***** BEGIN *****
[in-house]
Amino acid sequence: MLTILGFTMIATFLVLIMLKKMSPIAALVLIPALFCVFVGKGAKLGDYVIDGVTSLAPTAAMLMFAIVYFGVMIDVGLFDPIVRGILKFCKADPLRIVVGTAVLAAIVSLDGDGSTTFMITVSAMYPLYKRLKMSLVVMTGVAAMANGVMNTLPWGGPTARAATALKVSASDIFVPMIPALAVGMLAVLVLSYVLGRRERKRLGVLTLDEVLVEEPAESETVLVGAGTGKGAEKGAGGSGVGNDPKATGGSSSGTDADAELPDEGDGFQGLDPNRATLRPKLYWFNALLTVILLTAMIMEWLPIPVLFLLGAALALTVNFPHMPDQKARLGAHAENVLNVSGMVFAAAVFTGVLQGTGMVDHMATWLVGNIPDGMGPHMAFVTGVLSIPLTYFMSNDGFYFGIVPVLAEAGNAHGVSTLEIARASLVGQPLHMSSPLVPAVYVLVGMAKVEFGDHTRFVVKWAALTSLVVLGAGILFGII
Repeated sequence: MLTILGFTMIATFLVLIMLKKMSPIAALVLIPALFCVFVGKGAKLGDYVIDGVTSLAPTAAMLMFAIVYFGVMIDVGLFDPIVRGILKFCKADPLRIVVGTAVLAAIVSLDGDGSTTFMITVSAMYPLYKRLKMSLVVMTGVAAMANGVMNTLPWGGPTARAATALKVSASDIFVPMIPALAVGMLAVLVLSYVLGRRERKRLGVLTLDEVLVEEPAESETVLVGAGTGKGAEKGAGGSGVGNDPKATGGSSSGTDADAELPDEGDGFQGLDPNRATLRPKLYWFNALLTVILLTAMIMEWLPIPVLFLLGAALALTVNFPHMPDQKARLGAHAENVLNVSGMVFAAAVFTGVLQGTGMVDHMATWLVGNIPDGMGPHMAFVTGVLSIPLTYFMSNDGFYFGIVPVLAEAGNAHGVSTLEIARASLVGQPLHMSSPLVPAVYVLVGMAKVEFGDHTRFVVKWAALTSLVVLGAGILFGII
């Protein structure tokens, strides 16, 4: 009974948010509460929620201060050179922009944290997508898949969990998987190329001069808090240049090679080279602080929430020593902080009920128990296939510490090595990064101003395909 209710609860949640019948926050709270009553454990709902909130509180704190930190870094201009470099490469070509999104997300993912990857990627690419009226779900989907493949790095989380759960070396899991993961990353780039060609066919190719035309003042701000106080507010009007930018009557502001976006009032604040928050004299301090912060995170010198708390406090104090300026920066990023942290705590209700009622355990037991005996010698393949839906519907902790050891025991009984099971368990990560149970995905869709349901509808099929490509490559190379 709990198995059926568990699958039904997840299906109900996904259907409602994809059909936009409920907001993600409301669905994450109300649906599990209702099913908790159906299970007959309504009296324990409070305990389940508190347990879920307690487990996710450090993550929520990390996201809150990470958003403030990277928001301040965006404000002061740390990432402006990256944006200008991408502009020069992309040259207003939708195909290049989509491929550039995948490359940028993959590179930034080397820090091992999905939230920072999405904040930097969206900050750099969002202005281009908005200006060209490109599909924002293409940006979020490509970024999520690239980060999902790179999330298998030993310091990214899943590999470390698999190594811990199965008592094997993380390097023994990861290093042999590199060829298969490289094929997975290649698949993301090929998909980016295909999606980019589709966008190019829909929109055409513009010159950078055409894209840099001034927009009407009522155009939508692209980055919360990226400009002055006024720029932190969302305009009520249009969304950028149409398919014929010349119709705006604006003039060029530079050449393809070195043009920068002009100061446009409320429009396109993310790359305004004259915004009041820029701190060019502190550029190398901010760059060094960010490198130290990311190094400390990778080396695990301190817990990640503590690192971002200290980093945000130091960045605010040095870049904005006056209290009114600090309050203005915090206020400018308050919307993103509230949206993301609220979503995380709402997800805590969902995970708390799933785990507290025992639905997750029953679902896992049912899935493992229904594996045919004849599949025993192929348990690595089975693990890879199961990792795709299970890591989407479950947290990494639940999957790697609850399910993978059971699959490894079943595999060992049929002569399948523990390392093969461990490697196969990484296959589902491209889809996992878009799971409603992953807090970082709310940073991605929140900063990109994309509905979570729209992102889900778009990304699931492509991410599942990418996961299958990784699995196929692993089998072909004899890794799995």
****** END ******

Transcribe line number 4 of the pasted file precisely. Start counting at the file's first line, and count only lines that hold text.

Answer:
């Protein structure tokens, strides 16, 4: 009974948010509460929620201060050179922009944290997508898949969990998987190329001069808090240049090679080279602080929430020593902080009920128990296939510490090595990064101003395909 209710609860949640019948926050709270009553454990709902909130509180704190930190870094201009470099490469070509999104997300993912990857990627690419009226779900989907493949790095989380759960070396899991993961990353780039060609066919190719035309003042701000106080507010009007930018009557502001976006009032604040928050004299301090912060995170010198708390406090104090300026920066990023942290705590209700009622355990037991005996010698393949839906519907902790050891025991009984099971368990990560149970995905869709349901509808099929490509490559190379 709990198995059926568990699958039904997840299906109900996904259907409602994809059909936009409920907001993600409301669905994450109300649906599990209702099913908790159906299970007959309504009296324990409070305990389940508190347990879920307690487990996710450090993550929520990390996201809150990470958003403030990277928001301040965006404000002061740390990432402006990256944006200008991408502009020069992309040259207003939708195909290049989509491929550039995948490359940028993959590179930034080397820090091992999905939230920072999405904040930097969206900050750099969002202005281009908005200006060209490109599909924002293409940006979020490509970024999520690239980060999902790179999330298998030993310091990214899943590999470390698999190594811990199965008592094997993380390097023994990861290093042999590199060829298969490289094929997975290649698949993301090929998909980016295909999606980019589709966008190019829909929109055409513009010159950078055409894209840099001034927009009407009522155009939508692209980055919360990226400009002055006024720029932190969302305009009520249009969304950028149409398919014929010349119709705006604006003039060029530079050449393809070195043009920068002009100061446009409320429009396109993310790359305004004259915004009041820029701190060019502190550029190398901010760059060094960010490198130290990311190094400390990778080396695990301190817990990640503590690192971002200290980093945000130091960045605010040095870049904005006056209290009114600090309050203005915090206020400018308050919307993103509230949206993301609220979503995380709402997800805590969902995970708390799933785990507290025992639905997750029953679902896992049912899935493992229904594996045919004849599949025993192929348990690595089975693990890879199961990792795709299970890591989407479950947290990494639940999957790697609850399910993978059971699959490894079943595999060992049929002569399948523990390392093969461990490697196969990484296959589902491209889809996992878009799971409603992953807090970082709310940073991605929140900063990109994309509905979570729209992102889900778009990304699931492509991410599942990418996961299958990784699995196929692993089998072909004899890794799995």